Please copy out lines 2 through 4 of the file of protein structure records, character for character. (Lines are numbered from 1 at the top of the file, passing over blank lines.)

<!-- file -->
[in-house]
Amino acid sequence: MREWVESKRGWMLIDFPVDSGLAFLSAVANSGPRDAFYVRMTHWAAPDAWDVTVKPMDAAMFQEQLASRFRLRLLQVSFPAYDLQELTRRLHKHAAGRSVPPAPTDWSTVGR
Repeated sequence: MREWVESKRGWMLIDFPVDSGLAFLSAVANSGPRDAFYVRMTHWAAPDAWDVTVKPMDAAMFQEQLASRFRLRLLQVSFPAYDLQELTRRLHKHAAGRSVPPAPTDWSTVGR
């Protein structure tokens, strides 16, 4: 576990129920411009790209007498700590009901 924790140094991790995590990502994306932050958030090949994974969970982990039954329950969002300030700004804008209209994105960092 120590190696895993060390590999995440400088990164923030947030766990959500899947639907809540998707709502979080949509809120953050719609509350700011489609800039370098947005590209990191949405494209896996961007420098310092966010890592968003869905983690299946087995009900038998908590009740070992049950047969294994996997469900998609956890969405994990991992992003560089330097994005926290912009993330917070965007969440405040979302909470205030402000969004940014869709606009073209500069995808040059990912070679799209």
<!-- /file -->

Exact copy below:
Amino acid sequence: MREWVESKRGWMLIDFPVDSGLAFLSAVANSGPRDAFYVRMTHWAAPDAWDVTVKPMDAAMFQEQLASRFRLRLLQVSFPAYDLQELTRRLHKHAAGRSVPPAPTDWSTVGR
Repeated sequence: MREWVESKRGWMLIDFPVDSGLAFLSAVANSGPRDAFYVRMTHWAAPDAWDVTVKPMDAAMFQEQLASRFRLRLLQVSFPAYDLQELTRRLHKHAAGRSVPPAPTDWSTVGR
């Protein structure tokens, strides 16, 4: 576990129920411009790209007498700590009901 924790140094991790995590990502994306932050958030090949994974969970982990039954329950969002300030700004804008209209994105960092 120590190696895993060390590999995440400088990164923030947030766990959500899947639907809540998707709502979080949509809120953050719609509350700011489609800039370098947005590209990191949405494209896996961007420098310092966010890592968003869905983690299946087995009900038998908590009740070992049950047969294994996997469900998609956890969405994990991992992003560089330097994005926290912009993330917070965007969440405040979302909470205030402000969004940014869709606009073209500069995808040059990912070679799209």